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Recording Conversations in the Workplace: Consent and Wiretap Laws, Employer Prohibition, NLRA, Alternatives

Recording of a 90-minute CLE video webinar with Q&A

This program is included with the Strafford CLE Pass. Click for more information.
This program is included with the Strafford All-Access Pass. Click for more information.

Conducted on Wednesday, July 20, 2022

Recorded event now available

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This CLE webinar will advise employment counsel on the risks of surveillance and covert recording in the workplace. The panel will discuss the various state requirements related to wiretap laws and when only one party needs to consent versus when all parties must agree to the recording. The panel will address the issues of total prohibition by employers and the risk of violations of the National Labor Relations Act, as well as best practices in developing a policy for employees.


Many employers use cameras and video surveillance in the workplace to prevent theft, measure productivity, or monitor what employees are doing while on the clock. As long as the company has a legitimate need to record, the areas under surveillance are public, and employees know about the recording, these practices are likely to be upheld by a court.

State law typically governs the rights of employees to record other employees or bosses. More than 30 states have the one-party consent rule, while California, Washington, Florida, and a few other states require that every person being recorded permit the recording. These "all consent" states make it for company security, a supervisor, or an employee to record a conversation secretly. Recording without permission in an all consent states can lead to criminal liability for the employer or employee and exclusion of the tapes as evidence in dispute or lawsuit, such as employee theft, discrimination, or harassment.

Even if a particular state has not passed laws that protect workplace privacy, employers generally cannot audio or video record employees in certain work areas, such as in a restroom or locker room.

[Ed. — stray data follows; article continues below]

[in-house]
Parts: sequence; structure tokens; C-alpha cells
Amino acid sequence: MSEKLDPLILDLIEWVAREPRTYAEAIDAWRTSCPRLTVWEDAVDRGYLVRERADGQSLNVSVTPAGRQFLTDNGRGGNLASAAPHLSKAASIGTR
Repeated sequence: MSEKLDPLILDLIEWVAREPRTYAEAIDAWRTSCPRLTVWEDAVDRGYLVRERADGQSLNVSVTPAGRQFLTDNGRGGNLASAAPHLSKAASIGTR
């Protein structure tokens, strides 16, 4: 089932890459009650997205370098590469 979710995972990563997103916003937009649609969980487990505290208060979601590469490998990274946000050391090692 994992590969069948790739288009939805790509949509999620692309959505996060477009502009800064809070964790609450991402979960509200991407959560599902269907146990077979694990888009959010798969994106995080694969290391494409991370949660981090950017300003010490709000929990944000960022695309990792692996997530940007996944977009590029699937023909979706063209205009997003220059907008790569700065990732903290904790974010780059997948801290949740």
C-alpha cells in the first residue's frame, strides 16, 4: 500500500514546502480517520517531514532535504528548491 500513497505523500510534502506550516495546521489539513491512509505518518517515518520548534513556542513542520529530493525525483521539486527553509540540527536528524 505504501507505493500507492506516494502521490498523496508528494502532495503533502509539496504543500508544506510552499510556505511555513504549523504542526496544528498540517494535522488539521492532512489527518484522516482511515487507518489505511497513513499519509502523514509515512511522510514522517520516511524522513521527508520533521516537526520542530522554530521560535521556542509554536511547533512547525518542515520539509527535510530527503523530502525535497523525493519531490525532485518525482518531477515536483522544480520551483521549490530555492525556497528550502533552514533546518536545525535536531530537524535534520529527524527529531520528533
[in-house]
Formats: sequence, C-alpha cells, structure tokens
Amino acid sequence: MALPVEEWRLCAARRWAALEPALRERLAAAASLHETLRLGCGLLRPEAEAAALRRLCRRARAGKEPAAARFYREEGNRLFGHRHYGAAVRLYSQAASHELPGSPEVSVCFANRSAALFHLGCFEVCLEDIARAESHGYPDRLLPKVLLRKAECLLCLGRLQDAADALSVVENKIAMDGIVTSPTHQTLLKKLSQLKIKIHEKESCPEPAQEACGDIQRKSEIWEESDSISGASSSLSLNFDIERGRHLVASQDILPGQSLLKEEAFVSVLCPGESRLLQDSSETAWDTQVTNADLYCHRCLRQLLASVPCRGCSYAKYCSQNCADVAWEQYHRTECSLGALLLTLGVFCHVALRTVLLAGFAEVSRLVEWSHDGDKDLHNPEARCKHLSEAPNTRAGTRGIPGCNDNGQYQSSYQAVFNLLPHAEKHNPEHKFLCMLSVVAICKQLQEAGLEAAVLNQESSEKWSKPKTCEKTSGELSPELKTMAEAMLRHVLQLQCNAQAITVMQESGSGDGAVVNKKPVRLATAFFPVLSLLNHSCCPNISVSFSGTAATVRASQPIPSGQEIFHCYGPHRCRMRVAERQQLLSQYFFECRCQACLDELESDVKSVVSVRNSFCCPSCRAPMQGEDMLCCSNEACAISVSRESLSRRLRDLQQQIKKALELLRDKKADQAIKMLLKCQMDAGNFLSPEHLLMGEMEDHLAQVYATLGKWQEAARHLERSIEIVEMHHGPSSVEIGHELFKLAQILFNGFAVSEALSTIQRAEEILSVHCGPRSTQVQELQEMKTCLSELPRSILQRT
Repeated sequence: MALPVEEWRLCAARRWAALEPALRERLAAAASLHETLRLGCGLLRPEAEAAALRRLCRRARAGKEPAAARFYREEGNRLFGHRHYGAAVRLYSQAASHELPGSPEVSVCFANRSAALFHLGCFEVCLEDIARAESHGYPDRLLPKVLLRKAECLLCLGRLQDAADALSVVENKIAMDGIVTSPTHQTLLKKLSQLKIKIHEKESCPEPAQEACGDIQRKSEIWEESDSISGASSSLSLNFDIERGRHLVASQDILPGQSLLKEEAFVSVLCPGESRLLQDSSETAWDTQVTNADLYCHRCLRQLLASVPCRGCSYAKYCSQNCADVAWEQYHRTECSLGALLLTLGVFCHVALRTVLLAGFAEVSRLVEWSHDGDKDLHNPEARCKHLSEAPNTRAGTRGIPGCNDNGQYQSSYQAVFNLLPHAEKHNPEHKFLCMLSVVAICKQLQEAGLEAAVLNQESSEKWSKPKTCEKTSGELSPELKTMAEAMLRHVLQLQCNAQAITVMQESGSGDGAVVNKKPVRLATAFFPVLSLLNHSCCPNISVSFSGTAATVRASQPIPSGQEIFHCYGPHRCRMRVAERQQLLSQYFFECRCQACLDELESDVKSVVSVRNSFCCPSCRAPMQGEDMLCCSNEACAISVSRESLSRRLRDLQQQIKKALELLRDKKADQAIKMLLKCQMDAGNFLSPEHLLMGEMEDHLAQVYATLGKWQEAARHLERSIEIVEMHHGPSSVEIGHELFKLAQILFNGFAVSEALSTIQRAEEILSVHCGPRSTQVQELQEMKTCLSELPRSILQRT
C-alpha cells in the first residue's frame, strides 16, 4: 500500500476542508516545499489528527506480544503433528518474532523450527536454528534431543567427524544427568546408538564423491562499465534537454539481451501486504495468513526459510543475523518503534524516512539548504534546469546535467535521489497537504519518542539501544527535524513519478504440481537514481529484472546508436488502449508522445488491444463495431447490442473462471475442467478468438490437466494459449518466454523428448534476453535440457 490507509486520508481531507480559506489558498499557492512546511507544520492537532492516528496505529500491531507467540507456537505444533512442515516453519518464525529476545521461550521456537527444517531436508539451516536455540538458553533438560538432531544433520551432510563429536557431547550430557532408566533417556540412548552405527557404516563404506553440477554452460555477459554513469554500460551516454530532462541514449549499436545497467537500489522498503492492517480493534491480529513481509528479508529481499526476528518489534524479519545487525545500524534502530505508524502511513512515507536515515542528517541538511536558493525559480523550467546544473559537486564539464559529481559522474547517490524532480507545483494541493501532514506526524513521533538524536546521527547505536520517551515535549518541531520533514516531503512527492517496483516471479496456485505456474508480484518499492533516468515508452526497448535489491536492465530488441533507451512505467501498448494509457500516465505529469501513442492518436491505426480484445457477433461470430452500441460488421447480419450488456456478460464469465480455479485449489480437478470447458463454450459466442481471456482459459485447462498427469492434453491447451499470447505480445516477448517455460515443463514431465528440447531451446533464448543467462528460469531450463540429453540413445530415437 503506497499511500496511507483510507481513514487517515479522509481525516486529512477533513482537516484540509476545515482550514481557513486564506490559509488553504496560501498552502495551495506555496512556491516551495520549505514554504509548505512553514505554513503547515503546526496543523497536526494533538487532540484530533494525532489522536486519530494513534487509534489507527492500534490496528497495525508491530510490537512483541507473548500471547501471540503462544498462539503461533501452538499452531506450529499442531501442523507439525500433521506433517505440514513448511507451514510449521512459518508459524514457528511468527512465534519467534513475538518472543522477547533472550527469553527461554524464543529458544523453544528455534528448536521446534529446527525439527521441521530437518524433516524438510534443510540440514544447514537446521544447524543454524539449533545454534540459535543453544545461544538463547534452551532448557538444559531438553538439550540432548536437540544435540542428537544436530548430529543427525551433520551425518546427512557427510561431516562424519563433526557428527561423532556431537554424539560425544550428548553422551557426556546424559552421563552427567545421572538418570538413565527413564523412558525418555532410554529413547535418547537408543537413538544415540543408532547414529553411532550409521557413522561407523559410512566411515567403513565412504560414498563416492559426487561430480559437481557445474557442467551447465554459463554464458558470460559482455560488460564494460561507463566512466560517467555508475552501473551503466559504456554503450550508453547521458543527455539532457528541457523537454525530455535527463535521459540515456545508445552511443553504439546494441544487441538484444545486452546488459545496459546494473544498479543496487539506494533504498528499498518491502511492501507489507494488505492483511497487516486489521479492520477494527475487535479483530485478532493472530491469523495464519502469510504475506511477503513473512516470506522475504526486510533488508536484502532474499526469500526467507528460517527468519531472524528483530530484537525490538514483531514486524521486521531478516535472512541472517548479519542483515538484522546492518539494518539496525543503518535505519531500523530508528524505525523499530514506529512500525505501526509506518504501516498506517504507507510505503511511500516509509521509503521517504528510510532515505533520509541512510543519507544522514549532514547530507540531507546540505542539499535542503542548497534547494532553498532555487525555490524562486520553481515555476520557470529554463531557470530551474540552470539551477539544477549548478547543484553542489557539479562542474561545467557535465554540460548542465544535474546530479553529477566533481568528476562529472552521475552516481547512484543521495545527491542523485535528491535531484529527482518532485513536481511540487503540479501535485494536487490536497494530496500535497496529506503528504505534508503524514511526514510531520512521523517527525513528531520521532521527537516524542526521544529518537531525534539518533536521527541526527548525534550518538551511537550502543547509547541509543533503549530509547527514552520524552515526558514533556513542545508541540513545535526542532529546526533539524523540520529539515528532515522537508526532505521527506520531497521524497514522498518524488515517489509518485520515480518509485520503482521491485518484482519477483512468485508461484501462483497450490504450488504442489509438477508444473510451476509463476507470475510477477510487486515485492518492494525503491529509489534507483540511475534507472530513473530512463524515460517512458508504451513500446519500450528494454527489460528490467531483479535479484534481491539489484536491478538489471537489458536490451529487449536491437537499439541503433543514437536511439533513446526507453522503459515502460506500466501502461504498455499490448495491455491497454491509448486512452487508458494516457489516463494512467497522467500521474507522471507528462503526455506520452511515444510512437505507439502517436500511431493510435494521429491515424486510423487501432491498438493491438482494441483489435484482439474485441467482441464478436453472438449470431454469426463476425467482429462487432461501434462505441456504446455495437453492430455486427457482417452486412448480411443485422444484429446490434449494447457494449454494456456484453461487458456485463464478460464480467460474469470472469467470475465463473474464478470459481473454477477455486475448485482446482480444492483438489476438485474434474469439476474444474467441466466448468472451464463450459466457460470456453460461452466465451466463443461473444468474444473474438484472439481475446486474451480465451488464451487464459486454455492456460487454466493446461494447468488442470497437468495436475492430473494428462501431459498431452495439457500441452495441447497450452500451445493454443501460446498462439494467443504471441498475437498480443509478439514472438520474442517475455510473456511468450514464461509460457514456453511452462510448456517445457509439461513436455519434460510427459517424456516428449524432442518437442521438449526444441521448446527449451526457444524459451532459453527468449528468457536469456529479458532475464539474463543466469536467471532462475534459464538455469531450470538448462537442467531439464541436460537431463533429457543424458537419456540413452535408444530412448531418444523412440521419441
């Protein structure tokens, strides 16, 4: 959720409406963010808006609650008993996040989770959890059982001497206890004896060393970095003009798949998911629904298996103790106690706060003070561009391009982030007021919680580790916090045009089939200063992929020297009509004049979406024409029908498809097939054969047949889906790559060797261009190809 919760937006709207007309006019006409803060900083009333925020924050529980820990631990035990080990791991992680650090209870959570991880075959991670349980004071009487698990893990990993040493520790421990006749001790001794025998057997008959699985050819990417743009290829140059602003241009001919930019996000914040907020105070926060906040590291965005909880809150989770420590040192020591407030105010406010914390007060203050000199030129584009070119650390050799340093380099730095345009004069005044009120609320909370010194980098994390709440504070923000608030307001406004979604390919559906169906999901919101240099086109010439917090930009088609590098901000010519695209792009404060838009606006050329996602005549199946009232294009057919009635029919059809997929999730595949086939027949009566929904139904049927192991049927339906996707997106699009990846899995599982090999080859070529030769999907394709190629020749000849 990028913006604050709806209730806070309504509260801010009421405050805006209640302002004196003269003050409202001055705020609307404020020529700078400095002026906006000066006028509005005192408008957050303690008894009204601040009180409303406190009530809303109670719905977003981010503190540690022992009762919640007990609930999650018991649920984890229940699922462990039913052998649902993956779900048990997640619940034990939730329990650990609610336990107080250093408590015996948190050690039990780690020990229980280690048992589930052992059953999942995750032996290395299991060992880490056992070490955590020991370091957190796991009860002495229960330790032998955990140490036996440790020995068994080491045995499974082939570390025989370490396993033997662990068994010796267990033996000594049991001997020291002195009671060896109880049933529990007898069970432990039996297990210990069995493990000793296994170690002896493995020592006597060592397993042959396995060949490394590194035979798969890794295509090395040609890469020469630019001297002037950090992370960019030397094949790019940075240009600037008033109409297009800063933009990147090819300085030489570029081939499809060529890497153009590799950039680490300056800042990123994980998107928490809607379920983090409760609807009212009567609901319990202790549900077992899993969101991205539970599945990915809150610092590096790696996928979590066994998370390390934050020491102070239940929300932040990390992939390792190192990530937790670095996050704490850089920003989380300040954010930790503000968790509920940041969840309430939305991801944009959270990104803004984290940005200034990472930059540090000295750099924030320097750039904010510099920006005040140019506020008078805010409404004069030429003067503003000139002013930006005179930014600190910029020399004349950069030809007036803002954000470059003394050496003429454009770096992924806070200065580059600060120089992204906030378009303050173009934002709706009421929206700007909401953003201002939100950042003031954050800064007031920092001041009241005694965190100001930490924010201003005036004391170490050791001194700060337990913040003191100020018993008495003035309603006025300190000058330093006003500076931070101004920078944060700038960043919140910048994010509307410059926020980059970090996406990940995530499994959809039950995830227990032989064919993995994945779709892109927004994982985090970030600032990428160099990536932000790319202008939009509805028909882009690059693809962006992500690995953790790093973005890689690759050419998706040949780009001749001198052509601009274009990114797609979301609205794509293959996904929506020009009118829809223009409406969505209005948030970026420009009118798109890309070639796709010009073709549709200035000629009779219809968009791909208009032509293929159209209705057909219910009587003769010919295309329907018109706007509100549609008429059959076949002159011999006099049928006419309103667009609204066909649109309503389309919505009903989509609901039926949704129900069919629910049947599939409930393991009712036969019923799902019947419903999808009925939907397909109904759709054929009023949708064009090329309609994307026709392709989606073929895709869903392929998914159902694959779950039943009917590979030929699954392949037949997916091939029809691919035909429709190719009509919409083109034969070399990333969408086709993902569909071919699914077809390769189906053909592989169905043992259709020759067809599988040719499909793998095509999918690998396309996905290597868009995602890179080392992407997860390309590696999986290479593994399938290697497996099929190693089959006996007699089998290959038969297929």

Listen as our expert panel discusses surveillance in the workplace, employees' rights to record employers, notice obligations, risks and benefits, and how to address claims initiated through potentially unlawful recording on the job.



  1. Recording conversations in the workplace
    1. Consent and wiretap laws
    2. Employer prohibition
    3. NLRA
    4. Alternatives to recording
  2. Adopting best practices and employment policies


The panel will address these and other key topics:

  • Limits on employer surveillance and recording
  • Can employers ask employees if they are recording?
  • What disciplinary actions may result from recording?
  • What issues can arise if a recording in an all consent state reveals liability?
  • What are the best practices for creating a recording policy, and what alternatives exist?


Forsey, Morgan
Morgan Forsey

Sheppard Mullin

Ms. Forsey handles all facets of the litigation and trial process in labor and employment disputes. She has significant...  |  Read More

Phippen, David
David P. Phippen

Senior Counsel
Constangy Brooks Smith & Prophete

Mr. Phippen represents businesses in a full range of labor, employment and transportation matters. He has experience in...  |  Read More

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